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Condensin controls mitotic chromosome stiffness and stability without forming a structurally contiguous scaffold

Research paper by Mingxuan Sun, Ronald Biggs, Jessica Hornick, John F. Marko

Indexed on: 25 Aug '18Published on: 24 Aug '18Published in: Chromosome Research



Abstract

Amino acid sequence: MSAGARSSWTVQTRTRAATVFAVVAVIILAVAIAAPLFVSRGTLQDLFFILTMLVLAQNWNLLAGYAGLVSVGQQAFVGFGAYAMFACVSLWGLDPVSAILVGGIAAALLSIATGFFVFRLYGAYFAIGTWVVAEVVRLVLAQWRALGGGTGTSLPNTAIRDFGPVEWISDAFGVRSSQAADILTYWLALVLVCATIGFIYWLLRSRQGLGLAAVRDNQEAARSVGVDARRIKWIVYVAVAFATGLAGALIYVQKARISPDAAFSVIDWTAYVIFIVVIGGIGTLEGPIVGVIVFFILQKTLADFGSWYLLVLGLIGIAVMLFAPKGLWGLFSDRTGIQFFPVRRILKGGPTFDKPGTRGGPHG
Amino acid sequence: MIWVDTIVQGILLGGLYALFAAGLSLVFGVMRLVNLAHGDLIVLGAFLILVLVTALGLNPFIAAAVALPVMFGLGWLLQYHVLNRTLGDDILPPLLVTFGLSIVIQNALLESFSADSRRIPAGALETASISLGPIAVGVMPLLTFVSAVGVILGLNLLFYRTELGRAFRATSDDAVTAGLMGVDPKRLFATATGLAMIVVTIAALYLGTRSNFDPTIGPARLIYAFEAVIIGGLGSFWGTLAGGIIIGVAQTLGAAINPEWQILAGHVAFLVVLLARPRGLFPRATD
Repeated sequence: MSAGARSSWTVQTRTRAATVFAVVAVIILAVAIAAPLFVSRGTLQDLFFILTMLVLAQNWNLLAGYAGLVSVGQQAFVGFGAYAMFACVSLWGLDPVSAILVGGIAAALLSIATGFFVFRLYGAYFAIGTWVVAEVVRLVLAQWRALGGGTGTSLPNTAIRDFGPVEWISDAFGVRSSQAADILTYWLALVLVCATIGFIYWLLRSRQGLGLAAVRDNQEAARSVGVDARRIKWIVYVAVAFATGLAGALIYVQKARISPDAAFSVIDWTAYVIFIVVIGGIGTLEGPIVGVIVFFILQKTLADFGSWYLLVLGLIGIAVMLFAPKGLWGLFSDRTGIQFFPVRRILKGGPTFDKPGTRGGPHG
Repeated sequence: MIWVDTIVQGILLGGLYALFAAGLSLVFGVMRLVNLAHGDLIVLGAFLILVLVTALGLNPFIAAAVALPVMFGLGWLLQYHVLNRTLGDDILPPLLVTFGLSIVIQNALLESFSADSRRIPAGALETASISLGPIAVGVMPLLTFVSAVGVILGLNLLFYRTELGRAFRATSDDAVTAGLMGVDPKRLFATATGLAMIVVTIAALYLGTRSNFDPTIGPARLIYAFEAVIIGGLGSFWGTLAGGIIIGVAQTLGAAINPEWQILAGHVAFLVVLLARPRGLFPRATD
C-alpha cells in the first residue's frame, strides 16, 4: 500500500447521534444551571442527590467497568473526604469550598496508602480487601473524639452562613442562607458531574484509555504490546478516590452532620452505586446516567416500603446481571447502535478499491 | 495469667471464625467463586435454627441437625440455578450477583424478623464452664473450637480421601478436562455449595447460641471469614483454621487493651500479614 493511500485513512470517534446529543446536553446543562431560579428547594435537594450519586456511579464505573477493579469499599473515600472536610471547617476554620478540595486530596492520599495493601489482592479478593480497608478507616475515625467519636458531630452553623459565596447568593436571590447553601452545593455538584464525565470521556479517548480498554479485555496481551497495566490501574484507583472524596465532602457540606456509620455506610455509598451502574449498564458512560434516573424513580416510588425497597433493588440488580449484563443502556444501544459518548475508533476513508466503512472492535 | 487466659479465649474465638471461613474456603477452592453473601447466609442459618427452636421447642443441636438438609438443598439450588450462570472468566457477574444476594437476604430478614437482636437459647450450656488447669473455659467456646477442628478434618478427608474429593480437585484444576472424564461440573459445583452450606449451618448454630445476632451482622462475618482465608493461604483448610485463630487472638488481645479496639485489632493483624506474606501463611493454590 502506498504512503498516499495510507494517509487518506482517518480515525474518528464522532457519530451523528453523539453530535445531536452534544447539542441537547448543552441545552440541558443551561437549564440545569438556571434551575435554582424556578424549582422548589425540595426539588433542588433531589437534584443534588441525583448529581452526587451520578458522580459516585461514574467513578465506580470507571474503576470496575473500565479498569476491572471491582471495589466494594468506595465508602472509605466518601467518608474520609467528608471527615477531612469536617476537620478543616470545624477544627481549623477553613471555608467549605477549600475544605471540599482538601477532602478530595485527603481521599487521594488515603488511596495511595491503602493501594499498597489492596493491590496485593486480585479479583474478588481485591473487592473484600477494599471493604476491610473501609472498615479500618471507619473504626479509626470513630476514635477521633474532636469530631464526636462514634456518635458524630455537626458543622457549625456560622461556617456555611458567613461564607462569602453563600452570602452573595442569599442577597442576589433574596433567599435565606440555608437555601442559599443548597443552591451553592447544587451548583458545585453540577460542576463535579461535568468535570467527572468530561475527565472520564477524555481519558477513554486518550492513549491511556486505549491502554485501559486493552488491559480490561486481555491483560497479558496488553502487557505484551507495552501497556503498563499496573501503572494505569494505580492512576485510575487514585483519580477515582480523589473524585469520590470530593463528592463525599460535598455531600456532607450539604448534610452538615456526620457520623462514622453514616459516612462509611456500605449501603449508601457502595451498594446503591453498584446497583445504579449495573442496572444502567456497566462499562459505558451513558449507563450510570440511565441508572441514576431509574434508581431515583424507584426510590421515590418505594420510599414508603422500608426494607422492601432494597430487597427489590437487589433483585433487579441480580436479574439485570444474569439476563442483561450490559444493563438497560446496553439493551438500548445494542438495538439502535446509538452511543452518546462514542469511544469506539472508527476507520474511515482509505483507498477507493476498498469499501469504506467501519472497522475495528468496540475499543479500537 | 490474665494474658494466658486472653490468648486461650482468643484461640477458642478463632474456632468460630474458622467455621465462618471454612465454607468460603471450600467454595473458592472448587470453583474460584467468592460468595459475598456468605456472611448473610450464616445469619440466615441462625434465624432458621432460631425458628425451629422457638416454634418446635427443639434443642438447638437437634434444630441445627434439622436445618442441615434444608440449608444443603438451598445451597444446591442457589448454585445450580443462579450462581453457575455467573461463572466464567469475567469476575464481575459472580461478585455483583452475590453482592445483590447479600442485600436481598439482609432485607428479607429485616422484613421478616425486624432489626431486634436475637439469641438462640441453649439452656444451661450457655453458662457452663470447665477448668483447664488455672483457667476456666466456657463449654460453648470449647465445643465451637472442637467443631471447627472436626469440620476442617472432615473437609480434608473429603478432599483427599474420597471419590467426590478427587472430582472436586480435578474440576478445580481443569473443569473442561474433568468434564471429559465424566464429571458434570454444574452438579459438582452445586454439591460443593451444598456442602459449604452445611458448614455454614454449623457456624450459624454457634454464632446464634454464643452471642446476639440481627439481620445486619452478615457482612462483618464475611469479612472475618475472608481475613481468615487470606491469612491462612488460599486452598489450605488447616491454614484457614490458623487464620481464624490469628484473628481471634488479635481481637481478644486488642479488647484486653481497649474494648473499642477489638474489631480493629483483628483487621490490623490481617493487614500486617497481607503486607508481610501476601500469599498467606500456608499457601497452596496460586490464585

During cell division, chromosomes must be folded into their compact mitotic form to ensure their segregation. This process is thought to be largely controlled by the action of condensin SMC protein complexes on chromatin fibers. However, how condensins organize metaphase chromosomes is not understood. We have combined micromanipulation of single human mitotic chromosomes, sub-nanonewton force measurement, siRNA interference of condensin subunit expression, and fluorescence microscopy, to analyze the role of condensin in large-scale chromosome organization. Condensin depletion leads to a dramatic (~ 10-fold) reduction in chromosome elastic stiffness relative to the native, non-depleted case. We also find that prolonged metaphase stalling of cells leads to overloading of chromosomes with condensin, with abnormally high chromosome stiffness. These results demonstrate that condensin is a main element controlling the stiffness of mitotic chromosomes. Isolated, slightly stretched chromosomes display a discontinuous condensing staining pattern, suggesting that condensins organize mitotic chromosomes by forming isolated compaction centers that do not form a continuous scaffold.